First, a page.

September 27, 2013

THE SKED Pilot + 1 Review: “The Michael J. Fox Show”


THE MICHAEL J. FOX SHOW:  Thursday 9:30PM on NBC

A lot can happen between the creation of a TV pilot and the production of regular episodes: writer/producers may be hired or fired, audience focus groups weigh in, networks and studios (which may have had their own turnover) give plenty of notes, helpful and otherwise, and critics start to rear their ugly heads. Tone, pace, casting, and even story can change. Here at THE SKED, we’re going to look past the pilots and present reviews of the first regular season episodes as well.

Note:  NBC aired two episodes of THE MICHAEL J. FOX SHOW on its opening night, the pilot at 9PM followed by the first regular episode in the show’s usual 9:30PM timeslot.  Our thoughts on the pilot are here.

Previously… on THE MICHAEL J. FOX SHOW:  Mike Henry (Fox) left his job as a local TV reporter when he developed Parkinson’s Disease.  Since then, he’s been staying at home, driving his family–wife Annie (Betsy Brandt), sons Ian and Graham (Conor Romero and Jack Gore) and daughter Eve (Julette Goglia)–crazy.  They’re delighted when Mike’s old pal Harris (Wendell Pierce) talks him into going back to work.  Also on hand (living in the same apartment building as the Henrys):  Mike’s single sister Leigh (Katie Finneran).

Episode 2:  As hoped, once the show’s premise was clear, the second episode kept the Parkinson’s jokes to a minimum–although on the other hand, it was a little weird when Mike met a new neighbor (played by Fox’s real-life wife Tracy Pollan) who didn’t know him from TV, and she apparently didn’t even notice his very obvious symptoms.  The episode itself, written by Producers Lori Zimmet and Dan Rubin, and directed by Victor Nelli, Jr, was rather blah.  The central story had Mike with a mild crush on the flirtatious neighbor, one which he wouldn’t admit while all but drooling over her during what was supposed to be a double date that matched her with Harris.  That scene was the highlight of the episode, with Fox and Pierce working splendidly together, but the Annie/Mike scenes, which made up the bulk of the story, were comfortable without having a lot of laughs.  It all ended up in an arcade, with Mike’s voice distorted when he addressed the crowd to confess his crush on a DJ’s mike, with the sit-commy message that husbands sure are dumb and thank god wives are so understanding.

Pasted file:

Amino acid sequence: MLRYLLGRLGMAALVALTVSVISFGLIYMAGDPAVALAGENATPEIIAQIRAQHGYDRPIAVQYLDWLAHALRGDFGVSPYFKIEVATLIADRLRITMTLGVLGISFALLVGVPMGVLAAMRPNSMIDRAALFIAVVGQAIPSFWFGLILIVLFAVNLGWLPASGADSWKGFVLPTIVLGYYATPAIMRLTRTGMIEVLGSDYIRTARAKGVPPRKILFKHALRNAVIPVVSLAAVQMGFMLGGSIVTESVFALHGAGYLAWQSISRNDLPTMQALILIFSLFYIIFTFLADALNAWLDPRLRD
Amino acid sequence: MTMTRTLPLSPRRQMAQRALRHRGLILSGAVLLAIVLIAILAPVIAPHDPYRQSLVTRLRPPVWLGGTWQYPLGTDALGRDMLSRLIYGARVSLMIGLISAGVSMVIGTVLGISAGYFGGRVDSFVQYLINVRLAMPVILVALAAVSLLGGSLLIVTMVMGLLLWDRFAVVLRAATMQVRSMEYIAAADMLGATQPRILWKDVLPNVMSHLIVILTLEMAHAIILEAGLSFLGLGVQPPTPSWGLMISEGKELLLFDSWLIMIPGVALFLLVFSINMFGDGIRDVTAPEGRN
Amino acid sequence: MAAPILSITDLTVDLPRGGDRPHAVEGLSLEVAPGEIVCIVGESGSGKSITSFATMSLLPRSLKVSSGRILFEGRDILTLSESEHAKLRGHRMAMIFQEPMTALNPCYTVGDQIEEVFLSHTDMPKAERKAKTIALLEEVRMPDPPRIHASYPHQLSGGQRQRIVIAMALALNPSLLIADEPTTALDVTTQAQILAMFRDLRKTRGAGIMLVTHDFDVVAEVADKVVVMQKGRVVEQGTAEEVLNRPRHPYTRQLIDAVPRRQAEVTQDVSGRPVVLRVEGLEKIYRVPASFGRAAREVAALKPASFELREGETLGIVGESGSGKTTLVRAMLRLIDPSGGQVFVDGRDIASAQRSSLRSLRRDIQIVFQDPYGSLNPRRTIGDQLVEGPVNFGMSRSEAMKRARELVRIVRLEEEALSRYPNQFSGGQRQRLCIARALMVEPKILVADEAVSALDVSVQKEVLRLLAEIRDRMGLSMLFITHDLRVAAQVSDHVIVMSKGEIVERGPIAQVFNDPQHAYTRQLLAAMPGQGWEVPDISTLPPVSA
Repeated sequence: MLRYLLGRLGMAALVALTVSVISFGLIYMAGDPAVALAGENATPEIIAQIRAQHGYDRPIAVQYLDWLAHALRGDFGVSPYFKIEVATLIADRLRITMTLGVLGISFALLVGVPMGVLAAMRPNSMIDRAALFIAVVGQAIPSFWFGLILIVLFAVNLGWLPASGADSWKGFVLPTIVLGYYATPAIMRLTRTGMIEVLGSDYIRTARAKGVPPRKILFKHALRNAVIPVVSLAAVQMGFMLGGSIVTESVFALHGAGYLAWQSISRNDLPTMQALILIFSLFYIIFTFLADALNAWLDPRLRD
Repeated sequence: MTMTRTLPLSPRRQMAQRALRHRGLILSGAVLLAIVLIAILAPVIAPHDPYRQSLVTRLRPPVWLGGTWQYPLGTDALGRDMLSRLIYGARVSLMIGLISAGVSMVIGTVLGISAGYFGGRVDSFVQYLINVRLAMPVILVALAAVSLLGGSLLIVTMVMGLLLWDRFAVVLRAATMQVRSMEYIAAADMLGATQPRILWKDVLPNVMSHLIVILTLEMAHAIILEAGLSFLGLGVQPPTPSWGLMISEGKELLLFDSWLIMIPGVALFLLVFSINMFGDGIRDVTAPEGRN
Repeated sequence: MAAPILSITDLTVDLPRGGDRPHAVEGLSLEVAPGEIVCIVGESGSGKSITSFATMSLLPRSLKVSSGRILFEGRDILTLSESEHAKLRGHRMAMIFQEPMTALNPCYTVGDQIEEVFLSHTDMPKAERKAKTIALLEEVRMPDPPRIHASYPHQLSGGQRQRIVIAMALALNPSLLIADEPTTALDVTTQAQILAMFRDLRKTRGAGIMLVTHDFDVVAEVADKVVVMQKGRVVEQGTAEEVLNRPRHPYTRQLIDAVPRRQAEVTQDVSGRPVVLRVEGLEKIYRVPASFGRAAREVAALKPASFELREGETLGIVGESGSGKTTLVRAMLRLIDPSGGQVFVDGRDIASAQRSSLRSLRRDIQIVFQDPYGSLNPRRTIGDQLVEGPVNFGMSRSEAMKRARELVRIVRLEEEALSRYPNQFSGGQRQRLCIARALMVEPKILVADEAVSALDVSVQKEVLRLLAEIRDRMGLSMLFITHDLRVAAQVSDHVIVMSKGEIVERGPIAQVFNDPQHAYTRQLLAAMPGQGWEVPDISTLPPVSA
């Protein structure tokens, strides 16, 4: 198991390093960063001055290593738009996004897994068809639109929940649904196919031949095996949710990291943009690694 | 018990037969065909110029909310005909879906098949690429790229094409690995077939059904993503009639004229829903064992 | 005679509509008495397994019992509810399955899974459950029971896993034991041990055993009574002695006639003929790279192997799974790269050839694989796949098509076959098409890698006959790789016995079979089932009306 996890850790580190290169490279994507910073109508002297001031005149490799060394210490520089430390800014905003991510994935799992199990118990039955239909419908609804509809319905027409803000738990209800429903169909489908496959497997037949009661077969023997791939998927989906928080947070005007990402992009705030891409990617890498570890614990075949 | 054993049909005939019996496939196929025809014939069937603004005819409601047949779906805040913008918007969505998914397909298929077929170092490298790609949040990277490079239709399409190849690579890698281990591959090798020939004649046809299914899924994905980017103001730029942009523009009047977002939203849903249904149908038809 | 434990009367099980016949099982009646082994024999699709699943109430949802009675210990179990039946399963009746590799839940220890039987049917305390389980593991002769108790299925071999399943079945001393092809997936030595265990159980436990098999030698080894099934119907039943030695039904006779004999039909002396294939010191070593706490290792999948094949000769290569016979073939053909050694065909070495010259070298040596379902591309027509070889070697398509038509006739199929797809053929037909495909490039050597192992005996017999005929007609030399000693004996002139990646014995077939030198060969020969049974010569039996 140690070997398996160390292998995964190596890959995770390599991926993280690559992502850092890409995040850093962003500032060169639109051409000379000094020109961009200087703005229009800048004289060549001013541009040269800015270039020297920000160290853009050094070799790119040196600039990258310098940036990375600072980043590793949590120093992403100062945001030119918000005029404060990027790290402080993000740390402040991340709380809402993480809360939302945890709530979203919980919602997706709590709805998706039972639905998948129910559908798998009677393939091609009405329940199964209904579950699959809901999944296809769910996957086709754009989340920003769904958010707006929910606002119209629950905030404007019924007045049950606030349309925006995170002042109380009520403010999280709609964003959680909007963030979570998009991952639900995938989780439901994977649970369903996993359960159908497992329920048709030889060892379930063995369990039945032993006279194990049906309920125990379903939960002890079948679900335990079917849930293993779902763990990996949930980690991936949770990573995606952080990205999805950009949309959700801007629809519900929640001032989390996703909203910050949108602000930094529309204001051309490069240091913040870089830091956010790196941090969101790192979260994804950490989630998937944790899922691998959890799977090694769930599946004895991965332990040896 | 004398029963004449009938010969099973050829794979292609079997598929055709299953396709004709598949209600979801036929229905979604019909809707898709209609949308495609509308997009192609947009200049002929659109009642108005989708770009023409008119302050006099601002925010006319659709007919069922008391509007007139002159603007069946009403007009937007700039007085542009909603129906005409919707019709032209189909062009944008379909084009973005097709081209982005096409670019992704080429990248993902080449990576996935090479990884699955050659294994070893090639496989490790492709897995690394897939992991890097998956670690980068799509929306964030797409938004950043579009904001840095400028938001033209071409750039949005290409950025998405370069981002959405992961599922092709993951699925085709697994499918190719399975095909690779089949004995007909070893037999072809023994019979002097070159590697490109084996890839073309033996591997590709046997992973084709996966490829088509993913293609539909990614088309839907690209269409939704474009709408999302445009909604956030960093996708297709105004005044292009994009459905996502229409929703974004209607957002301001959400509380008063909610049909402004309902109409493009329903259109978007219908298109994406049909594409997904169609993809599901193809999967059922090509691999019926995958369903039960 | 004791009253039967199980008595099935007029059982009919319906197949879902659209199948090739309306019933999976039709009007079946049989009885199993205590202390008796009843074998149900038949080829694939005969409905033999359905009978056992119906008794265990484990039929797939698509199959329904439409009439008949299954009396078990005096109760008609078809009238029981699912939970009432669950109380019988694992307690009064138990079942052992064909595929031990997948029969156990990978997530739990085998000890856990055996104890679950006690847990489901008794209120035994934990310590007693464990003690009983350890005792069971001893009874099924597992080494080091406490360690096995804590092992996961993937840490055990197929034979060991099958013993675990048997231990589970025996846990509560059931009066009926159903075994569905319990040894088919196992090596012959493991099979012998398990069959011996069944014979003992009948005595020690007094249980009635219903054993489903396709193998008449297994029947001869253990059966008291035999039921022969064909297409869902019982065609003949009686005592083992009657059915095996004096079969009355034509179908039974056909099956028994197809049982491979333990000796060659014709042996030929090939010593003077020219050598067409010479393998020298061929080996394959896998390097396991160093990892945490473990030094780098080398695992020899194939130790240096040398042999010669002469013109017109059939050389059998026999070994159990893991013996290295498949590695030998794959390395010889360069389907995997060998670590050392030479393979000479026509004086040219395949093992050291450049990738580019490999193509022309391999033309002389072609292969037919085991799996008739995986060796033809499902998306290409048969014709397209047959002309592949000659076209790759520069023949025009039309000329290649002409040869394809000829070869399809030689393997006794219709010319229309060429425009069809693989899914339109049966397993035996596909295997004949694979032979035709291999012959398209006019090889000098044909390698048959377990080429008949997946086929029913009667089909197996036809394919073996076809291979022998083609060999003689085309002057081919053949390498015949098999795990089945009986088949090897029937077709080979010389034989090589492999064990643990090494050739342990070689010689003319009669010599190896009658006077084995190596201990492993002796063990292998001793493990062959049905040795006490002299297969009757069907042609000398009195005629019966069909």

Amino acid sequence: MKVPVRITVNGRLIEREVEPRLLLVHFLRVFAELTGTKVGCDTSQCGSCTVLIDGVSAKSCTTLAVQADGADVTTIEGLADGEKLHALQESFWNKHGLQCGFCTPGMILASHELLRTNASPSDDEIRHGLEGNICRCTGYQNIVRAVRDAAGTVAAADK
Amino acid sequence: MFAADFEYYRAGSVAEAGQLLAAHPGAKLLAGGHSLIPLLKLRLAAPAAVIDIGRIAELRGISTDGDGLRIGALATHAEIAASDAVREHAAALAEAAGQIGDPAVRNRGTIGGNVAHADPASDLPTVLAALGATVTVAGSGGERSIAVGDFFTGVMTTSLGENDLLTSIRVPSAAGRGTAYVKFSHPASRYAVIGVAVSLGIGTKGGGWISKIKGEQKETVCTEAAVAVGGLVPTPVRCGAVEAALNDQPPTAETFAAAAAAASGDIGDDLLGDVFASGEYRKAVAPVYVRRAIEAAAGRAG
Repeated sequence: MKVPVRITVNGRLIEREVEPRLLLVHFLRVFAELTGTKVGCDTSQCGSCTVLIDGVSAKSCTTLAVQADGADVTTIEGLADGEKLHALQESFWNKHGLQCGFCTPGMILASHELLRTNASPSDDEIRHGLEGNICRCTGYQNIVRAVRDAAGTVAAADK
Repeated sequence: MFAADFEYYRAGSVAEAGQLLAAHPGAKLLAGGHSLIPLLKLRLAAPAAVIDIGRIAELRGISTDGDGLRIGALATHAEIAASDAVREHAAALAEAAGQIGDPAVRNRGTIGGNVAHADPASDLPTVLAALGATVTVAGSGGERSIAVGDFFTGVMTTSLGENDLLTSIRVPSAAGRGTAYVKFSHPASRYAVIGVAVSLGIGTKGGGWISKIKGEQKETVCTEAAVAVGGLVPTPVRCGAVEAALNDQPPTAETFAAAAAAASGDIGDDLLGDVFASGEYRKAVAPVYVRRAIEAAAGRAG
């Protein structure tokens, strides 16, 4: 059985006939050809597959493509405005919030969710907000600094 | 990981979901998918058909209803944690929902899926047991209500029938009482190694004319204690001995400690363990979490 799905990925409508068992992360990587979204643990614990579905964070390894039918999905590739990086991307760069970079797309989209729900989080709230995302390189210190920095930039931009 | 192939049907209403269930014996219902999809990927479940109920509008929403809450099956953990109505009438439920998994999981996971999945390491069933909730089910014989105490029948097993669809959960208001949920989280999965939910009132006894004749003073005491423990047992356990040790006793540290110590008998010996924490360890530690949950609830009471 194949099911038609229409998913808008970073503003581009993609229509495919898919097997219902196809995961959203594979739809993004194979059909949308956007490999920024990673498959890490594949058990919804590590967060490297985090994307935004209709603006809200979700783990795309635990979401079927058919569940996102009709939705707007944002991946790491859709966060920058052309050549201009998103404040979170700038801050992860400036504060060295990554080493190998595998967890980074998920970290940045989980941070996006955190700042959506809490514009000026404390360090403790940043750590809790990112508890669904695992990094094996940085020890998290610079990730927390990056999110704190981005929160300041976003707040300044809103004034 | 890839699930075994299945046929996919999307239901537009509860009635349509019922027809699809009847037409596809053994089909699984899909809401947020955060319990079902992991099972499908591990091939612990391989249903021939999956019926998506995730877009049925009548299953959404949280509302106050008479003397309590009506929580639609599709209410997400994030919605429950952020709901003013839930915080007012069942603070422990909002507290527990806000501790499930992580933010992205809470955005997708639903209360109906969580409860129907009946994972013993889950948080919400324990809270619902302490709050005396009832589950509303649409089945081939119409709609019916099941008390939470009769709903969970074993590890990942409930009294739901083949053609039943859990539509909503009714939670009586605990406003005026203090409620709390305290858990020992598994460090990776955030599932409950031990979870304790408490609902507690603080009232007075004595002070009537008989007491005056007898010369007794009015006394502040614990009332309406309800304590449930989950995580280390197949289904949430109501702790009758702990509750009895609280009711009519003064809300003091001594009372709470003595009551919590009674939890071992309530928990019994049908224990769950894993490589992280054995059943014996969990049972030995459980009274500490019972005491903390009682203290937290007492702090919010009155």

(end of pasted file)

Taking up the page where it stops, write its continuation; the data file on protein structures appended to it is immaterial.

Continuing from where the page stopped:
The B and C plots were worse.  In one, Eve was disappointed to discover that her new lesbian friend not only wasn’t gay, but was into Ian.  In the other, Leigh felt unappreciated by Annie, and when babysitting Graham in the park lied that she was his mother, so the other moms would give her validation.  Neither of these stories did anything to build up their characters (Leigh is already quite annoying just two episodes in), and again, they were devoid of laughs.  Also, this is not a show that needed the overused stylistic gimmick of characters talking directly to camera.  It’s used unevenly and illogically here, and adds nothing to the scripted scenes.

Like its star, The Michael J. Fox Show is easygoing and amiable, and perhaps that will be enough for viewers.  There’s not much more to be said for it at this point.  The show is a very routine family sitcom that’s distinguished only by the star and his condition, and there’s little in the way of insight or surprising wit.  Other than Pierce, no one in the ensemble is standing out.  The question, as it goes forward, is just how far “pleasant” will get the series.

ORIGINAL VERDICT:  If Nothing Else Is On…

PILOT + 1:  Painless But Forgettable


About the Author

Mitch Salem
MITCH SALEM has worked on the business side of the entertainment industry for 20 years, as a senior business affairs executive and attorney for such companies as NBC, ABC, USA, Syfy, Bravo, and BermanBraun Productions, and before that, at the NY law firm of Weil, Gotshal & Manges. During all that, he has more or less constantly been going to the movies and watching TV, and writing about both since the 1980s. His film reviews also currently appear on and In addition, he is co-writer of an episode of the television series "Felicity."